Mom-n-pop investors may not be taking on more risk, but institutional investors are. Perhaps the best example came in a Wall Street Journal article today by Kirsten Grind. Specifically, fund managers are investing in riskier high yield bonds, yet those funds still compare their “benchmark-beating” returns against benchmarks with safer assets (e.g., investment grade bonds).
The good news? Those who own one or more of the nearly 200 “benchmark beaters” are seeing super-sized returns. The bad news? Those mutual fund owners are unlikely to understand the risks that their funds are taking.
Indeed, greater transparency in ETFs is one of the huge reasons for selecting them over traditional mutual funds. If you want intermediate investment grade corporate bonds, you can confidently purchase iShares Barclays Intermediate Credit Bond (CIU); the exchange-traded vehicle passively tracks an established index in the Barclays U.S. Intermediate Credit Bond Index. Similarly, if one chooses to take on more risk with higher yielding, non-investment-grade bonds, he/she might pursue SPDR Barclays Capital High Yield Bond (JNK). Simply stated, there’s far less ambiguity about exchange-traded index fund assets as compared with actively managed mutual funds.
With so many actively managed mutual fund managers trying to keep pace with indexes that have been hitting multi-year highs, understanding the ongoing rally becomes easier. Add open-ended quantitative easing in Europe as well as the U.S., and even hedge funds have had to give up their short positions.
Moreover, the breadth of the rally is wide. A quick check of new 52-week highs is showing strength in small caps, large caps, foreign, domestic, economically sensitive and economically agnostic. If you want dividend-payers, iShares Telecom (IYZ) and Morgan Stanley Cushing MLP (MLPY) keep hitting new peaks. If you want a housing recovery angle, iShares DJ Home Construction (ITB) as well as iShares FTSE NAREIT Mortgage REITS (REM) regularly reach new pinnacles. Low volatility or high volatility, being “long” the market has been profitable.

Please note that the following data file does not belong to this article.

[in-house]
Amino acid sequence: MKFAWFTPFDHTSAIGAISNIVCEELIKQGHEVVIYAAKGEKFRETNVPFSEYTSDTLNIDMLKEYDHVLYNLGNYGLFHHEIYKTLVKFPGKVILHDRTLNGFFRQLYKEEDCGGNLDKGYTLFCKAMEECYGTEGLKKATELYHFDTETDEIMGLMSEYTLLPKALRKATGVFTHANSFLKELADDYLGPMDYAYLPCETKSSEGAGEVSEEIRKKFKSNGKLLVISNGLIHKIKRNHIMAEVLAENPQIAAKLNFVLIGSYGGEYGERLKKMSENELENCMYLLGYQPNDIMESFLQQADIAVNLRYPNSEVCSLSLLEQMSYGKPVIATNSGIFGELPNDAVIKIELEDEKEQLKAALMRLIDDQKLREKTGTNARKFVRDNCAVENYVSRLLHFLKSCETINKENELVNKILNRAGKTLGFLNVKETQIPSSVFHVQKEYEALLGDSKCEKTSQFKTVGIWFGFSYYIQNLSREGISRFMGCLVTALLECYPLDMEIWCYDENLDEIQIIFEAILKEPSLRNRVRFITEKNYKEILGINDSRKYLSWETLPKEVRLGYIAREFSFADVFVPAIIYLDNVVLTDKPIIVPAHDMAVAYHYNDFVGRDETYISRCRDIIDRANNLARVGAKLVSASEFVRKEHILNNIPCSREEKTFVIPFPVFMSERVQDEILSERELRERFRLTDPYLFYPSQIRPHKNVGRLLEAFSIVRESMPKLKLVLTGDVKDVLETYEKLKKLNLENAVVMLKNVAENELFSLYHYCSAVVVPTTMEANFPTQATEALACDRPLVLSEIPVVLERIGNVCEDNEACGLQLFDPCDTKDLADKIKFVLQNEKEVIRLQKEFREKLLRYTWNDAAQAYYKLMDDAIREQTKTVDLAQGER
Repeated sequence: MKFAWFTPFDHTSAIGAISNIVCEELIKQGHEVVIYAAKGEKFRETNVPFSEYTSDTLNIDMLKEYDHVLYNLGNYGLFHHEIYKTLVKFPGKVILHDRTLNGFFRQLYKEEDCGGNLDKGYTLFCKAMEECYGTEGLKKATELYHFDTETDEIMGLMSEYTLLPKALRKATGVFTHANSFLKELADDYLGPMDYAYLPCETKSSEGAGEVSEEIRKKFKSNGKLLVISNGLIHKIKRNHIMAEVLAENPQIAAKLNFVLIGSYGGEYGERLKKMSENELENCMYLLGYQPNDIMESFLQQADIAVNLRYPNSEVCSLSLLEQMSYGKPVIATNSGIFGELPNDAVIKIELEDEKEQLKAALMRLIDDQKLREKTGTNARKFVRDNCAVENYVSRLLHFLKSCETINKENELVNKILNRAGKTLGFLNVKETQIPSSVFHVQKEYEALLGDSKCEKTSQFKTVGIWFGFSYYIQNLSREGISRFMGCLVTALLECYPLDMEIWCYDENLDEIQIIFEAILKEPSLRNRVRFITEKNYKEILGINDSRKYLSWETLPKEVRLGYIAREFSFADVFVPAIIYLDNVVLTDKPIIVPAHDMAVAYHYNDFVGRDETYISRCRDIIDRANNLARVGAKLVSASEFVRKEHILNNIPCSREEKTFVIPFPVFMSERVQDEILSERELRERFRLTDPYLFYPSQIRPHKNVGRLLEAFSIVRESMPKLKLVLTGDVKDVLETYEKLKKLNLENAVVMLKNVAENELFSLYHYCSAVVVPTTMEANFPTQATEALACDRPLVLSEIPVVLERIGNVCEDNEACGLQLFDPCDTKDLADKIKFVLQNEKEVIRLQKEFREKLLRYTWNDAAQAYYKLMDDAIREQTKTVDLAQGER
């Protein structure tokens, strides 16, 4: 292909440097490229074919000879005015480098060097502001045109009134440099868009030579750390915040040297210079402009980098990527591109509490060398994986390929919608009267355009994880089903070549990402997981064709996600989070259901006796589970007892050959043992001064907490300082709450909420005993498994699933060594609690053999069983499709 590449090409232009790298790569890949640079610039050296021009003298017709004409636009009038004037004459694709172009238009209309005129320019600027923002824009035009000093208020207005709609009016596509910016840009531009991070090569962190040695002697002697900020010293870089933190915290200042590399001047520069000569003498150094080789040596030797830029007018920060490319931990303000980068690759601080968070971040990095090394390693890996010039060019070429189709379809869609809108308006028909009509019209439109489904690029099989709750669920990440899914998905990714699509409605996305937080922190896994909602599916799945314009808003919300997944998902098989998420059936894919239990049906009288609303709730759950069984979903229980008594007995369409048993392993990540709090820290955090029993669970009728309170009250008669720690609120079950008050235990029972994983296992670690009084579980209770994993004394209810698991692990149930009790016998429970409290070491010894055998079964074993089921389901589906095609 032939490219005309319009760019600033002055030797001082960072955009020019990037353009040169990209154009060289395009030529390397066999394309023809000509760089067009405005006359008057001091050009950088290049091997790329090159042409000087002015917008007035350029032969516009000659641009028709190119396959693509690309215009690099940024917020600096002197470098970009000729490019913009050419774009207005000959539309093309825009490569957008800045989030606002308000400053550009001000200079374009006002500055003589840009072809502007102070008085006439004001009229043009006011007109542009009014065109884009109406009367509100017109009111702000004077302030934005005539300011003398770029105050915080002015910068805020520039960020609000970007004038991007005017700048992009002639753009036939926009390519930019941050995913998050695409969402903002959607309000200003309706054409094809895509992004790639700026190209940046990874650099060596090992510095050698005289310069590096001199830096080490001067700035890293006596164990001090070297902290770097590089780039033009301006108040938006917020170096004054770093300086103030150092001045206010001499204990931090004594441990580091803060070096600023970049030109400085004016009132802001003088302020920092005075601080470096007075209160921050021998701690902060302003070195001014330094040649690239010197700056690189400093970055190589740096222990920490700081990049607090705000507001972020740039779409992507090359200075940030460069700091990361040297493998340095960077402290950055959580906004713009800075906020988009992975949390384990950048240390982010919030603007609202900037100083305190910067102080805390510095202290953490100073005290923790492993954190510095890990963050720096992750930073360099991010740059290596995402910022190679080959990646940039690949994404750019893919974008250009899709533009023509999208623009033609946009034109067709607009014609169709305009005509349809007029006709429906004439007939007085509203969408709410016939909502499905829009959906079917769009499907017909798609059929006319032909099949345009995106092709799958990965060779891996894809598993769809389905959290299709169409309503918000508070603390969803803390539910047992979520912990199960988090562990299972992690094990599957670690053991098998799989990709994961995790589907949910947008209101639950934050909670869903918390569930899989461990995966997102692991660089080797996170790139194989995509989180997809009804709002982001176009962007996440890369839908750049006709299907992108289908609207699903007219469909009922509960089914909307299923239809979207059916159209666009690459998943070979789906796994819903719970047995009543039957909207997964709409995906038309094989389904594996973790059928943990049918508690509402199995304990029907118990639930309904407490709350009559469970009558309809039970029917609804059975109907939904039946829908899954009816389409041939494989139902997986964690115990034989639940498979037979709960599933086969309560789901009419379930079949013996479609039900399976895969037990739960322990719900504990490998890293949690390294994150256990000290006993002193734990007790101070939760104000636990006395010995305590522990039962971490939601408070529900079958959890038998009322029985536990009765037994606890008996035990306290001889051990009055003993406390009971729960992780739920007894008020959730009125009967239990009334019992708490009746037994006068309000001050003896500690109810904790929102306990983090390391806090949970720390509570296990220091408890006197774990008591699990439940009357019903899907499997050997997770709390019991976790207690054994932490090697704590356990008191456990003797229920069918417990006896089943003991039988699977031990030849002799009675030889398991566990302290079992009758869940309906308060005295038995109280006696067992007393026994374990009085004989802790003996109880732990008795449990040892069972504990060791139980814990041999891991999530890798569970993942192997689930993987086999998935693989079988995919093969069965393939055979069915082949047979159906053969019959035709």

That said, one has to wonder how long the bears will stay silent. For instance, on this very Friday (9/21/12), Yahoo Finance ran with a headline, Near Perfect Conditions Suggest 30% Rally for Stocks in Next 12 Months. Anyone who has checked in on Yahoo Finance features over the last 3 months has seen feature after feature of interviews with those who believed a 20% decline or 30% bear or even 50% collapse were coming very shortly. Now they are interviewing and/or quoting the most bullish analysts and money managers?
Even if the market direction churns its way higher, it is more prudent to wait for a pullback. That may be 4%-5% for some folks. Others may want to wait for a more substantive correction of 8%-10%. The fact remains that nearly all of the “good news” has seen stocks rocketing higher since June; rare is the historical precedent for a non-stop party.
Is there anything worth buying today? Assets with QE tailwinds at their back that have come back to a 50-day trendline are worthy of consideration. PowerShares DB Commodity (DBC) may fit in your mix.
Keep in mind, foreigners are still bending over backwards to get into the perceived safety of Japanese government bonds, or “JGBs.” That certainly suggests that governments and institutions still see a strong possibility of a global recession and/or a eurozone disaster. Rather than sell everything and join the JGB buyers, you can still ride the rally with sensible stop-limit orders and ETF hedging strategies.
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Disclosure Statement: ETF Expert is a web log (â€ťblogâ€ť) that makes the world of ETFs easier to understand. Gary Gordon, MS, CFP is the president ofÂ Pacific Park Financial, Inc., a Registered Investment Adviser with the SEC. Gary Gordon, Pacific Park Financial, Inc., and/or its clients may hold positions in the ETFs, mutual funds, and/or any investment asset mentioned above. The commentary does not constitute individualized investment advice. The opinions offered herein are not personalized recommendations to buy, sell or hold securities. At times, issuers of exchange-traded products compensate Pacific Park Financial, Inc. or its subsidiaries for advertising at the ETF Expert web site. ETF Expert content is created independently of any advertising relationships.